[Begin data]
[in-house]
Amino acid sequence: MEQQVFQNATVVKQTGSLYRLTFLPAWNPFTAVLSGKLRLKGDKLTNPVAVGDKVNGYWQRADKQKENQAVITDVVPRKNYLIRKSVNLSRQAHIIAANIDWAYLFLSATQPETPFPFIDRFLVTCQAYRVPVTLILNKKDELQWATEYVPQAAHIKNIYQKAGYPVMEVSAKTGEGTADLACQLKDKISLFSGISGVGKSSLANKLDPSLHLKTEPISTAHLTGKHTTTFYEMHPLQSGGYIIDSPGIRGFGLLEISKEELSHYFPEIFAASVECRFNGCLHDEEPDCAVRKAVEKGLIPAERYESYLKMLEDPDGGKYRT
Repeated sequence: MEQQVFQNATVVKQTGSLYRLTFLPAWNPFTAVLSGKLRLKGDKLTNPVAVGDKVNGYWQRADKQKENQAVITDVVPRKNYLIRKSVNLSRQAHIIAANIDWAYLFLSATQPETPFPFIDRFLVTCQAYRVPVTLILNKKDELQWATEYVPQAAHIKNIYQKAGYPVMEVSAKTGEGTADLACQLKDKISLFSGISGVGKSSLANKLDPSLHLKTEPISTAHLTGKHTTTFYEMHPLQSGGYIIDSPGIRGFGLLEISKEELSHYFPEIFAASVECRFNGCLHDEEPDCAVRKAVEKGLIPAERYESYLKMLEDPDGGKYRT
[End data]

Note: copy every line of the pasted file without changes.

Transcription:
[in-house]
Amino acid sequence: MEQQVFQNATVVKQTGSLYRLTFLPAWNPFTAVLSGKLRLKGDKLTNPVAVGDKVNGYWQRADKQKENQAVITDVVPRKNYLIRKSVNLSRQAHIIAANIDWAYLFLSATQPETPFPFIDRFLVTCQAYRVPVTLILNKKDELQWATEYVPQAAHIKNIYQKAGYPVMEVSAKTGEGTADLACQLKDKISLFSGISGVGKSSLANKLDPSLHLKTEPISTAHLTGKHTTTFYEMHPLQSGGYIIDSPGIRGFGLLEISKEELSHYFPEIFAASVECRFNGCLHDEEPDCAVRKAVEKGLIPAERYESYLKMLEDPDGGKYRT
Repeated sequence: MEQQVFQNATVVKQTGSLYRLTFLPAWNPFTAVLSGKLRLKGDKLTNPVAVGDKVNGYWQRADKQKENQAVITDVVPRKNYLIRKSVNLSRQAHIIAANIDWAYLFLSATQPETPFPFIDRFLVTCQAYRVPVTLILNKKDELQWATEYVPQAAHIKNIYQKAGYPVMEVSAKTGEGTADLACQLKDKISLFSGISGVGKSSLANKLDPSLHLKTEPISTAHLTGKHTTTFYEMHPLQSGGYIIDSPGIRGFGLLEISKEELSHYFPEIFAASVECRFNGCLHDEEPDCAVRKAVEKGLIPAERYESYLKMLEDPDGGKYRT